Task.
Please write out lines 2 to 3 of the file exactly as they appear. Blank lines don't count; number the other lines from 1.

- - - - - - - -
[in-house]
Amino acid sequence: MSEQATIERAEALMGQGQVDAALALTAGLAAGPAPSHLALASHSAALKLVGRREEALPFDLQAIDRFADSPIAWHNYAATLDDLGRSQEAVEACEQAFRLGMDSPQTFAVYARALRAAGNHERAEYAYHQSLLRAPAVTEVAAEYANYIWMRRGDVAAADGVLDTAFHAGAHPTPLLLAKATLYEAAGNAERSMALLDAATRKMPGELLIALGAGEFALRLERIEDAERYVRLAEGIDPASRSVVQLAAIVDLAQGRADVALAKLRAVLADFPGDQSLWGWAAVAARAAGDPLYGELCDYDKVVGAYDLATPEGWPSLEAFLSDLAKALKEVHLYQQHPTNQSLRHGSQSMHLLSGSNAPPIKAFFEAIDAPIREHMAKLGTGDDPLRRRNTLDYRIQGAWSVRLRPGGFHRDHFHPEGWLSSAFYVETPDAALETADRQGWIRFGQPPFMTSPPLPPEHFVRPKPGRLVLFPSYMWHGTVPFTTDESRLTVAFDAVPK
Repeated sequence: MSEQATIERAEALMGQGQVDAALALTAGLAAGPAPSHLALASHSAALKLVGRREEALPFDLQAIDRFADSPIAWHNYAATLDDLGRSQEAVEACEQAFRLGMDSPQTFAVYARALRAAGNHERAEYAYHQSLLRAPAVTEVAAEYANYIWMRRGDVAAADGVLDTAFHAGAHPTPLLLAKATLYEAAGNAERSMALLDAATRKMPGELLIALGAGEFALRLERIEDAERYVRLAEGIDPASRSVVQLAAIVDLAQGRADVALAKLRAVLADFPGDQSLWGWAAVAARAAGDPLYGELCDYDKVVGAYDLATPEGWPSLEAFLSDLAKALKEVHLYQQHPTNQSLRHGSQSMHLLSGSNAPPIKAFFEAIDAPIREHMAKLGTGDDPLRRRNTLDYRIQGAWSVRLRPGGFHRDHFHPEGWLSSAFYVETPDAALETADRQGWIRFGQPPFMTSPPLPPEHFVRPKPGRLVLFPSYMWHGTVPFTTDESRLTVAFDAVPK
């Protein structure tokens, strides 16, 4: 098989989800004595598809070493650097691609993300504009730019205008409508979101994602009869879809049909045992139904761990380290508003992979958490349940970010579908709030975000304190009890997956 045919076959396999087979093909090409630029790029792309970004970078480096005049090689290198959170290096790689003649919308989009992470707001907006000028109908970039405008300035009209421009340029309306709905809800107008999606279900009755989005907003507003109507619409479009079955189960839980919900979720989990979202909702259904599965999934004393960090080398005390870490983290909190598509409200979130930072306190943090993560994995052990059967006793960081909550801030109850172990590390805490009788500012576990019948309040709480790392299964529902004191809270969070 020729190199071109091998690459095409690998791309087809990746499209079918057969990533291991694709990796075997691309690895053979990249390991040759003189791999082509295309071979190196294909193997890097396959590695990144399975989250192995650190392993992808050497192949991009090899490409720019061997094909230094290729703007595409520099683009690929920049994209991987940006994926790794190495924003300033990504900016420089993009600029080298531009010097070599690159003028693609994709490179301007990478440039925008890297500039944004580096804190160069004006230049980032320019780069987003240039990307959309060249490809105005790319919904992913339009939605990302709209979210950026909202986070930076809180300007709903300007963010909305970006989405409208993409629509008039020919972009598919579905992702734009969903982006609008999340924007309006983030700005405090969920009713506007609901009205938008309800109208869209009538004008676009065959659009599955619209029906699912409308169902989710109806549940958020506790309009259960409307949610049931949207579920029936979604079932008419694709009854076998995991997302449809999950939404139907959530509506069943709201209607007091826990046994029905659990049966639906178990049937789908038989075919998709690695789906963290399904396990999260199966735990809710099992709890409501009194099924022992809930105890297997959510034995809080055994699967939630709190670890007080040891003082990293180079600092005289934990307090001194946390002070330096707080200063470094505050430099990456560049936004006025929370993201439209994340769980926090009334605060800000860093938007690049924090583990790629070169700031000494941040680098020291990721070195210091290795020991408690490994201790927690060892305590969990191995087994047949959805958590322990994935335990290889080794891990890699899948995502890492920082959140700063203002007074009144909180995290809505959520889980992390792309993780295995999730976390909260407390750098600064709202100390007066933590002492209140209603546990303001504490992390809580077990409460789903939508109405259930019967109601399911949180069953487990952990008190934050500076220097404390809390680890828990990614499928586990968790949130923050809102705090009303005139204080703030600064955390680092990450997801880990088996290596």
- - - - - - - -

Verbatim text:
Amino acid sequence: MSEQATIERAEALMGQGQVDAALALTAGLAAGPAPSHLALASHSAALKLVGRREEALPFDLQAIDRFADSPIAWHNYAATLDDLGRSQEAVEACEQAFRLGMDSPQTFAVYARALRAAGNHERAEYAYHQSLLRAPAVTEVAAEYANYIWMRRGDVAAADGVLDTAFHAGAHPTPLLLAKATLYEAAGNAERSMALLDAATRKMPGELLIALGAGEFALRLERIEDAERYVRLAEGIDPASRSVVQLAAIVDLAQGRADVALAKLRAVLADFPGDQSLWGWAAVAARAAGDPLYGELCDYDKVVGAYDLATPEGWPSLEAFLSDLAKALKEVHLYQQHPTNQSLRHGSQSMHLLSGSNAPPIKAFFEAIDAPIREHMAKLGTGDDPLRRRNTLDYRIQGAWSVRLRPGGFHRDHFHPEGWLSSAFYVETPDAALETADRQGWIRFGQPPFMTSPPLPPEHFVRPKPGRLVLFPSYMWHGTVPFTTDESRLTVAFDAVPK
Repeated sequence: MSEQATIERAEALMGQGQVDAALALTAGLAAGPAPSHLALASHSAALKLVGRREEALPFDLQAIDRFADSPIAWHNYAATLDDLGRSQEAVEACEQAFRLGMDSPQTFAVYARALRAAGNHERAEYAYHQSLLRAPAVTEVAAEYANYIWMRRGDVAAADGVLDTAFHAGAHPTPLLLAKATLYEAAGNAERSMALLDAATRKMPGELLIALGAGEFALRLERIEDAERYVRLAEGIDPASRSVVQLAAIVDLAQGRADVALAKLRAVLADFPGDQSLWGWAAVAARAAGDPLYGELCDYDKVVGAYDLATPEGWPSLEAFLSDLAKALKEVHLYQQHPTNQSLRHGSQSMHLLSGSNAPPIKAFFEAIDAPIREHMAKLGTGDDPLRRRNTLDYRIQGAWSVRLRPGGFHRDHFHPEGWLSSAFYVETPDAALETADRQGWIRFGQPPFMTSPPLPPEHFVRPKPGRLVLFPSYMWHGTVPFTTDESRLTVAFDAVPK